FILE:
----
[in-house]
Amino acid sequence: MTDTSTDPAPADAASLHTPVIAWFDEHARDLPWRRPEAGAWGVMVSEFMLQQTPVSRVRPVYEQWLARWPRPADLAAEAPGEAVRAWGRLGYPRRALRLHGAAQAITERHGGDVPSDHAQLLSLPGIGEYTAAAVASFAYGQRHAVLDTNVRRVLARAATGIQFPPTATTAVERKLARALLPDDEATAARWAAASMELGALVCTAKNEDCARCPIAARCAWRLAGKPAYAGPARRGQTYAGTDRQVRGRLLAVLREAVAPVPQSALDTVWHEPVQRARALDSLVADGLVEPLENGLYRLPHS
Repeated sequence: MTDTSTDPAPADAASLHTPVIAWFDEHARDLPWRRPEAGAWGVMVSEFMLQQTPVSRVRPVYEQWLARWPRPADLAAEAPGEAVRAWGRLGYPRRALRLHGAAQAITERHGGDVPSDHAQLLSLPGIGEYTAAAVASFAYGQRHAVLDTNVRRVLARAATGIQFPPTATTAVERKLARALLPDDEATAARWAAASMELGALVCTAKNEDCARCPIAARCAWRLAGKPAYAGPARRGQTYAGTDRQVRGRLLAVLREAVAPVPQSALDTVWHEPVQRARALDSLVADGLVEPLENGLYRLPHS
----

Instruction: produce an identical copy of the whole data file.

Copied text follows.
[in-house]
Amino acid sequence: MTDTSTDPAPADAASLHTPVIAWFDEHARDLPWRRPEAGAWGVMVSEFMLQQTPVSRVRPVYEQWLARWPRPADLAAEAPGEAVRAWGRLGYPRRALRLHGAAQAITERHGGDVPSDHAQLLSLPGIGEYTAAAVASFAYGQRHAVLDTNVRRVLARAATGIQFPPTATTAVERKLARALLPDDEATAARWAAASMELGALVCTAKNEDCARCPIAARCAWRLAGKPAYAGPARRGQTYAGTDRQVRGRLLAVLREAVAPVPQSALDTVWHEPVQRARALDSLVADGLVEPLENGLYRLPHS
Repeated sequence: MTDTSTDPAPADAASLHTPVIAWFDEHARDLPWRRPEAGAWGVMVSEFMLQQTPVSRVRPVYEQWLARWPRPADLAAEAPGEAVRAWGRLGYPRRALRLHGAAQAITERHGGDVPSDHAQLLSLPGIGEYTAAAVASFAYGQRHAVLDTNVRRVLARAATGIQFPPTATTAVERKLARALLPDDEATAARWAAASMELGALVCTAKNEDCARCPIAARCAWRLAGKPAYAGPARRGQTYAGTDRQVRGRLLAVLREAVAPVPQSALDTVWHEPVQRARALDSLVADGLVEPLENGLYRLPHS